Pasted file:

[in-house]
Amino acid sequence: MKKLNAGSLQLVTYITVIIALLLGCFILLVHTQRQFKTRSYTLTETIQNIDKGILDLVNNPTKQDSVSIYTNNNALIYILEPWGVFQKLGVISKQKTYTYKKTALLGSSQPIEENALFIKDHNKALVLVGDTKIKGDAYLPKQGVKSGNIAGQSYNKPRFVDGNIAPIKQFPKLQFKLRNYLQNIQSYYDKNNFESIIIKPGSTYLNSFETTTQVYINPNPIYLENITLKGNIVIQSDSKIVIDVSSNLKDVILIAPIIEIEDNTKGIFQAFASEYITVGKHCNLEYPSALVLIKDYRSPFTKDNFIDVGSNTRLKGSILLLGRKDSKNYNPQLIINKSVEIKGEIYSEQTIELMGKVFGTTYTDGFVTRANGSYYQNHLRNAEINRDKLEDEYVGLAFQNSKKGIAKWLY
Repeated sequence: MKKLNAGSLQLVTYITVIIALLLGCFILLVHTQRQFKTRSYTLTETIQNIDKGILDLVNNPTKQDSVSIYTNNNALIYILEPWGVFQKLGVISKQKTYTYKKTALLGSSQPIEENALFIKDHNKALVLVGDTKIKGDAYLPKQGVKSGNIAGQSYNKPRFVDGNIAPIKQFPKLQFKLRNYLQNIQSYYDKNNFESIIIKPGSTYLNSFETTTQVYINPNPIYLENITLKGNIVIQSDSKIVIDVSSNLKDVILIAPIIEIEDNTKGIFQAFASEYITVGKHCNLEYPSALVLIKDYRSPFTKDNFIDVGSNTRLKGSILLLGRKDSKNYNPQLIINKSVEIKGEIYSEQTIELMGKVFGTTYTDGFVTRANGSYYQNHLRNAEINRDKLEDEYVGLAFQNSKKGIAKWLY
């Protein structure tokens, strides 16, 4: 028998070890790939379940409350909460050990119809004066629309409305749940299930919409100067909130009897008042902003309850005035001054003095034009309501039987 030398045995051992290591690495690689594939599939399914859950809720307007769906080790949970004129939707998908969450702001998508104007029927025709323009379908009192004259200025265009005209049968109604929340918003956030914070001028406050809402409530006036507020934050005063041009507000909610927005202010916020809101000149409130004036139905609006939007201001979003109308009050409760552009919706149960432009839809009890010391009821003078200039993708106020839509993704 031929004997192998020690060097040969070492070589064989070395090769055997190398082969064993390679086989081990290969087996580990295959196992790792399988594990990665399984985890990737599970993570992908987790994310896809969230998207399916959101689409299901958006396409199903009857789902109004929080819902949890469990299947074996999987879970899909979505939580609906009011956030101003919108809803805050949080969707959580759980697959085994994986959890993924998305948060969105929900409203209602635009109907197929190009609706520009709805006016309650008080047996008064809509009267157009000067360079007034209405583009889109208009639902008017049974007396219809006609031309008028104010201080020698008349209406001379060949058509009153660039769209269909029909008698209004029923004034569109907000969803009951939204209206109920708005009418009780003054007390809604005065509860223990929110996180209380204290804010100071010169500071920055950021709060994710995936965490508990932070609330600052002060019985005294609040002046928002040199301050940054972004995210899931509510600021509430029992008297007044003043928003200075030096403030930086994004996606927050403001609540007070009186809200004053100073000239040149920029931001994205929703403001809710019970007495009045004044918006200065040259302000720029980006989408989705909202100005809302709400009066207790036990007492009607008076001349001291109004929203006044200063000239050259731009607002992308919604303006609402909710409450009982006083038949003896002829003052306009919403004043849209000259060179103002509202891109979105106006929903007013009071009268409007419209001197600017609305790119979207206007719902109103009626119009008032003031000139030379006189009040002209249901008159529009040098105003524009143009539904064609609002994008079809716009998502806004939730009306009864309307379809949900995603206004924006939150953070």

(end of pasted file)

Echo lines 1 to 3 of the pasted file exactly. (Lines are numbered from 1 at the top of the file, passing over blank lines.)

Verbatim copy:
[in-house]
Amino acid sequence: MKKLNAGSLQLVTYITVIIALLLGCFILLVHTQRQFKTRSYTLTETIQNIDKGILDLVNNPTKQDSVSIYTNNNALIYILEPWGVFQKLGVISKQKTYTYKKTALLGSSQPIEENALFIKDHNKALVLVGDTKIKGDAYLPKQGVKSGNIAGQSYNKPRFVDGNIAPIKQFPKLQFKLRNYLQNIQSYYDKNNFESIIIKPGSTYLNSFETTTQVYINPNPIYLENITLKGNIVIQSDSKIVIDVSSNLKDVILIAPIIEIEDNTKGIFQAFASEYITVGKHCNLEYPSALVLIKDYRSPFTKDNFIDVGSNTRLKGSILLLGRKDSKNYNPQLIINKSVEIKGEIYSEQTIELMGKVFGTTYTDGFVTRANGSYYQNHLRNAEINRDKLEDEYVGLAFQNSKKGIAKWLY
Repeated sequence: MKKLNAGSLQLVTYITVIIALLLGCFILLVHTQRQFKTRSYTLTETIQNIDKGILDLVNNPTKQDSVSIYTNNNALIYILEPWGVFQKLGVISKQKTYTYKKTALLGSSQPIEENALFIKDHNKALVLVGDTKIKGDAYLPKQGVKSGNIAGQSYNKPRFVDGNIAPIKQFPKLQFKLRNYLQNIQSYYDKNNFESIIIKPGSTYLNSFETTTQVYINPNPIYLENITLKGNIVIQSDSKIVIDVSSNLKDVILIAPIIEIEDNTKGIFQAFASEYITVGKHCNLEYPSALVLIKDYRSPFTKDNFIDVGSNTRLKGSILLLGRKDSKNYNPQLIINKSVEIKGEIYSEQTIELMGKVFGTTYTDGFVTRANGSYYQNHLRNAEINRDKLEDEYVGLAFQNSKKGIAKWLY